Thursday, April 13, 1989
Maple tappin' time
You can make syrup
from trees in backyard
By Mark Sakry
For the News-Tribune
The moon, though slight, was
moon enough to show
On every tree a bucket with a lid.
And on the ground a bear-skin rug of snow
Evening in a Sugar Orchard
The Chippewa call the maple ninautuk (our own
tree), and they may rightfully claim it, for the Indians were the first to harvest maple
sugarcenturies before Europeans came to this continent. It was a joyful event, and families united on forays to
the sugar bush each spring to fill birch-bark makuks with the sugar they processed there.
With a few simple items
from home, you can also engage in the annual sugar harvest. And if you have even two
or three maple trees in your vicinity, you can produce syrup
right in your
Maple sugar moon
In northern Minnesota the
maple syruping season usually begins in mid-March, when warming days are followed by
freezing nights and large patches of snow seem to linger on the ground. These daily
temperature fluctuations, along with increasing periods of daylight, tend to generate sap
The run often lasts about a month, so there still might be time for you
to get in a bit of tapping this season, depending upon conditions in your area.
You may see dark stains where sap weeps naturally from scars in
treessometimes it actually "rains" on you from the treetops.
Various maples, including boxelder, can be tapped. But the sap of
the sugar maple offers the highest concentration of sugar. Birch also produces
sugar, but so much less than maple that twice as much sap is needed to make the same
amount of syrup.
Trees with high, open canopies are the best sugar producers. Good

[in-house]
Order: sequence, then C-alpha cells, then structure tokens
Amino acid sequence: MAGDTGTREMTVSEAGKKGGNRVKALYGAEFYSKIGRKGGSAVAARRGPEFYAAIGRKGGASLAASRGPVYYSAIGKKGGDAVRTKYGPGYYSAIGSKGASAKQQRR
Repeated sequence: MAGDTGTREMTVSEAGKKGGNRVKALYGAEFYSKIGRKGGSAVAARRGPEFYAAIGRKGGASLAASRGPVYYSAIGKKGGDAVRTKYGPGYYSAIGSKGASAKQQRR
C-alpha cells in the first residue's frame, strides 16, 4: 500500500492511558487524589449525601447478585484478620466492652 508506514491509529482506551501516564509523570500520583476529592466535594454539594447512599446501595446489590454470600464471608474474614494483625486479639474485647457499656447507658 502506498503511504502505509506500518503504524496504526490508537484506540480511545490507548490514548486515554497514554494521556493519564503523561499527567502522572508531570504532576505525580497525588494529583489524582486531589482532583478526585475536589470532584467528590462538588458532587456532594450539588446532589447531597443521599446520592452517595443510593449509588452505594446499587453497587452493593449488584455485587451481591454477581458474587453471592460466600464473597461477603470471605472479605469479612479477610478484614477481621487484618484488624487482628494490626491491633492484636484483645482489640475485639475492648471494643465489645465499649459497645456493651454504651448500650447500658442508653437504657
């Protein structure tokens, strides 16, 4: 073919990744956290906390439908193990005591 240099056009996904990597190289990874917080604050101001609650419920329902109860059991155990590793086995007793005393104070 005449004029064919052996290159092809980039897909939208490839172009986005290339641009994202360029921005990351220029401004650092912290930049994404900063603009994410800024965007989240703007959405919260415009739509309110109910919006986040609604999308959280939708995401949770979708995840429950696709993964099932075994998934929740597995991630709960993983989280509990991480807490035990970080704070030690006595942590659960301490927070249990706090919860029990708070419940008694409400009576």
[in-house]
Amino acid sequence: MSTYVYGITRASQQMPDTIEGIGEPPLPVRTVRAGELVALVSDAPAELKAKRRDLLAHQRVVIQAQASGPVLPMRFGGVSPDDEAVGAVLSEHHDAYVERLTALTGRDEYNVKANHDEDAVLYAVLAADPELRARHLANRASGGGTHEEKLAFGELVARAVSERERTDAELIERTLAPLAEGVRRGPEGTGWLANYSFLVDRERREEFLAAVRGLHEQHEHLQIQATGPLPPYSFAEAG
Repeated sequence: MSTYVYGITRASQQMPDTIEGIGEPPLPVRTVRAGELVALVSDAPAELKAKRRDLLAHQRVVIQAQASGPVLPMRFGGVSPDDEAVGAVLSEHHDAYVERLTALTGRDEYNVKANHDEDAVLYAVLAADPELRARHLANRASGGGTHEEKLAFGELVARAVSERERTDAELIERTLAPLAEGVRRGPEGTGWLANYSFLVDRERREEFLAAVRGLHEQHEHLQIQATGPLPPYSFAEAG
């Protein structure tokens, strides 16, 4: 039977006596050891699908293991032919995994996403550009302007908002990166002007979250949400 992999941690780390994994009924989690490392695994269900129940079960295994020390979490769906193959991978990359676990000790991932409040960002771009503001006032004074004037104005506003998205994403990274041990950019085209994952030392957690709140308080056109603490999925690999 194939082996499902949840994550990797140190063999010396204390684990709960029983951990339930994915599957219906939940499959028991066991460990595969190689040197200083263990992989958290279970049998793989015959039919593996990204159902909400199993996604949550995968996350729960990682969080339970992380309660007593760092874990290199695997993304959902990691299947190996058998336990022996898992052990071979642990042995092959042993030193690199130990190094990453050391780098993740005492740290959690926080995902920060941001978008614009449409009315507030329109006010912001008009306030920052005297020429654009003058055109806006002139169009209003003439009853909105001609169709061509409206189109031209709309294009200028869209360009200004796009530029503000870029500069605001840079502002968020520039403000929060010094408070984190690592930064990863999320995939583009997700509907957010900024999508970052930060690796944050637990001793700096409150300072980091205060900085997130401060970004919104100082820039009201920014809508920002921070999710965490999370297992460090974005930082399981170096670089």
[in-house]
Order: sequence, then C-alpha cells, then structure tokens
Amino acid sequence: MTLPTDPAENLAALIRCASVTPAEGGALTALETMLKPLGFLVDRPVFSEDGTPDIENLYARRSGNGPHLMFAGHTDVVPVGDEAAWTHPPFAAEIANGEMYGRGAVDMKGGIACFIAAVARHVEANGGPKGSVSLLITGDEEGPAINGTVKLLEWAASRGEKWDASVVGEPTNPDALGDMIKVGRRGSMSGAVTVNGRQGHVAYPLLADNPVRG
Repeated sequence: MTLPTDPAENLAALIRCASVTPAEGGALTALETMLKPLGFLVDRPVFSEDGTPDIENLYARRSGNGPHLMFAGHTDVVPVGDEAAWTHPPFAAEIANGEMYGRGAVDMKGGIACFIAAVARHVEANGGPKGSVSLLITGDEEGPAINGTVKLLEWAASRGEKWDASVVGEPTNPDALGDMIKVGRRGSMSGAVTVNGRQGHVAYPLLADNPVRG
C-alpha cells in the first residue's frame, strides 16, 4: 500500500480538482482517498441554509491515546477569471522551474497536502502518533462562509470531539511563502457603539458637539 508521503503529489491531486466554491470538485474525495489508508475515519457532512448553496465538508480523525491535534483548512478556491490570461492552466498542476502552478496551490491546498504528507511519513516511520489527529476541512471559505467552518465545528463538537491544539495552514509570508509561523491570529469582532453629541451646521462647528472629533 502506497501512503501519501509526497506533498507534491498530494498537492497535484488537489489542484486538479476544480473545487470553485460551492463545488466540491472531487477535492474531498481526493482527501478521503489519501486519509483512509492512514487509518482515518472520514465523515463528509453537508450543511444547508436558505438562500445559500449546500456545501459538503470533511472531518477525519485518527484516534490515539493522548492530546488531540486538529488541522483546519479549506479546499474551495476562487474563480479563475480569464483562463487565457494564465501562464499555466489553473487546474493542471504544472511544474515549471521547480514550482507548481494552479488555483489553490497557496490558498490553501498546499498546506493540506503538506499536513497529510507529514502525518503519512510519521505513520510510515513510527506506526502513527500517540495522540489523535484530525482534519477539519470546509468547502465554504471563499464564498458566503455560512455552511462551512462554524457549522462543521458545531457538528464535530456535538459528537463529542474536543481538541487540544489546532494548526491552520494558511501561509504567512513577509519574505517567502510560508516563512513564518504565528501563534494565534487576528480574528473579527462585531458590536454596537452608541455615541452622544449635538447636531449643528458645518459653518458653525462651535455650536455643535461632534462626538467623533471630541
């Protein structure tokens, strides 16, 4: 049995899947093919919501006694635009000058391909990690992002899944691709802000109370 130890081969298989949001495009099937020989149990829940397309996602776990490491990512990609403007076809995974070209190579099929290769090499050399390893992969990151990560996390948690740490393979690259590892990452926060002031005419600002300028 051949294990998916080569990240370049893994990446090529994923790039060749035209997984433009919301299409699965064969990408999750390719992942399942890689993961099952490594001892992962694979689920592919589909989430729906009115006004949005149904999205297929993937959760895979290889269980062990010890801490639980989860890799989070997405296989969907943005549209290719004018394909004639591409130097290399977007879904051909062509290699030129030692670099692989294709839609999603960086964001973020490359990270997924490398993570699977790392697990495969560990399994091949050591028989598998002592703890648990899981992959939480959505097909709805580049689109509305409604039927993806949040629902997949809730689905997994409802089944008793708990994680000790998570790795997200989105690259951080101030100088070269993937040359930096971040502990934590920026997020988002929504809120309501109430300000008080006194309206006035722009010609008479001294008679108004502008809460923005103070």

exposure to summer sun helps build starch reserves, which are ultimately converted to
sugar during the rapid-growth period of early spring (this is the sugar you collect).
Hence, city mapleswhich do not compete for sunlight as forest trees
dooften produce more syrup.
Sap flow varies from day to day and tree to tree. Many claim that
flow is heaviest during the full moona period the Chippewa call ee skee guh mee
see gay gee zis (maple sugar moon).
Use a carpenter's brace or
drill fitted with a wood bit to bore your tap-holes. The size of your bit should be
the same diameter as the spiles (spouts) you will insert for taps. Spiles can be
made from 5/8- or 3/4-inch clear plastic tubing, available at most hardware stores, and
should run right from your tap-hole to your collecting jug on the ground.
Only tap trees that are at least 10 inches wide at the base; larger
trees will tolerate additional taps (as many as three for a 24-inch maple).
Bore each tap-hole 2 to 3 inches deepat a slight upward angle to
the trunkabout a foot or two above the ground. Locate taps directly above the
largest roots on sunny sides of trees for best yield.
One-gallon plastic milk jugs make ideal collectors because they are
lightweight and won't break when sap freezes; rain won't enter them; and you can see how
full they are at a glance.
Spiles should be cut in lengths extending a few inches inside each
collector. Cut the end that goes into the tree at a 45 degree angle and insert it
"mouth up" to better collect sap. Make sure each spile's fit is snug to
If you've never seen maple
sap before, don't be surprised when your collectors fill with a clear liquid. Maple
sap is not dark, as many assume. Nor is it syrupy. It is thin and clear like